"Peppermint tea is my preferred alternative to coffee, especially after midday,"says Beth.

Mint tea is a favourite for a range of reasons, from the way it tastes to its perceived benefits

Of those people who drink mint tea for what they see as its health benefits, 37% drink it to reduce stress and anxiety and 33% to improve sleep and relaxation – but most (67%) drink it to soothe an upset stomach.

Feedback from our survey respondents was peppered with comments such as this, from Hetty: "I like to drink peppermint tea when I have an upset stomach and it seems to help settle it." And this, from Michelle: "I drink peppermint tea to aid digestion."

And it's not just drunk for health reasons. Kim sees mint tea as a treat: "Peppermint is my go-to for tummy issue but it's also my treat at night with some dark chocolate."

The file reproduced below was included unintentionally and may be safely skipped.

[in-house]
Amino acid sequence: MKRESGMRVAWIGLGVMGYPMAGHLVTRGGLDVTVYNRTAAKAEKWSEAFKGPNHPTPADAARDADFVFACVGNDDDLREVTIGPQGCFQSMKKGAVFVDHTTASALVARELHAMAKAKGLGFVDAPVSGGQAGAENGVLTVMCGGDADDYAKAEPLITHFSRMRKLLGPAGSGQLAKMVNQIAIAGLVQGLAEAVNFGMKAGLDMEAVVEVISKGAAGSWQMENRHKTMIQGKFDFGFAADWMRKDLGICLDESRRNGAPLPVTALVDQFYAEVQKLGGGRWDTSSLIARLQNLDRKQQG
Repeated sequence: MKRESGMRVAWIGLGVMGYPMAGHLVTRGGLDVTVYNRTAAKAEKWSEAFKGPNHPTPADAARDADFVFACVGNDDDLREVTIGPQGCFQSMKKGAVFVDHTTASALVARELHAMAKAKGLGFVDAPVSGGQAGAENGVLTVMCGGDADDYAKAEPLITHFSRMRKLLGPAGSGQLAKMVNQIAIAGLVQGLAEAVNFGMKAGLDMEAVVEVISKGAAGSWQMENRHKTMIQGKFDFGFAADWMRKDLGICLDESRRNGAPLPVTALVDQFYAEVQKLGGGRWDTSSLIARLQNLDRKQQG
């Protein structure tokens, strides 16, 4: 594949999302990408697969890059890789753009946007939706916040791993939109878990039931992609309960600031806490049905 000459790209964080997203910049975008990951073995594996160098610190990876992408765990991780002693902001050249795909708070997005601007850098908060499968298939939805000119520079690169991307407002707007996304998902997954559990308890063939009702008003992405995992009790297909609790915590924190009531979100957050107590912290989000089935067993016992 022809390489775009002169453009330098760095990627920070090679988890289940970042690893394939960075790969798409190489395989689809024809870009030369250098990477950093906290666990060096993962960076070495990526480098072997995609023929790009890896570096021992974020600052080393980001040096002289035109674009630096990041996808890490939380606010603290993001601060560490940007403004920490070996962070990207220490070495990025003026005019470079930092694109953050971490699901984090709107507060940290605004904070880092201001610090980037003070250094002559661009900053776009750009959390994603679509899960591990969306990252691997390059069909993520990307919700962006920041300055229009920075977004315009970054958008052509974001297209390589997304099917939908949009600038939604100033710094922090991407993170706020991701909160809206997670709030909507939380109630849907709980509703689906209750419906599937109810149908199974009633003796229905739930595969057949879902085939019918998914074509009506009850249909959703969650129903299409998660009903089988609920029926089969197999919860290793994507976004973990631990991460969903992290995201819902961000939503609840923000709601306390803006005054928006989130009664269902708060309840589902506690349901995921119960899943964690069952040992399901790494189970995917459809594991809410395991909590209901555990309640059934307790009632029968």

Regina, on the other hand, drinks it as a way of tempering indulgence: "I cut down on sweets by replacing my after-dinner coffee and dessert with a cup of peppermint tea."

homemade ginger tea

Many respondents say they drink ginger tea to soothe an upset stomach.

Ginger tea

People often drink ginger tea as a blend with lemon or lemongrass.

Annette tells us: "I drink a lemon/ginger blend most days – morning tea and afternoon tea."

"Love ginger/lemon blend, particularly in winter,"says Elizabeth.

Of those who drink ginger tea for its health benefits, 48% drink it to soothe an upset stomach, 43% to boost immunity and 33% to improve blood pressure and circulation.

Gina commented: "I've been having ginger and lemongrass tea when I don't wish to drink caffeinated drinks, as it doesn't keep me awake or give me heartburn."

"Ginger tea I drink if I have an upset stomach,"says Janine.

Joanne refers to the ginger in tea as "warming and good for digestion".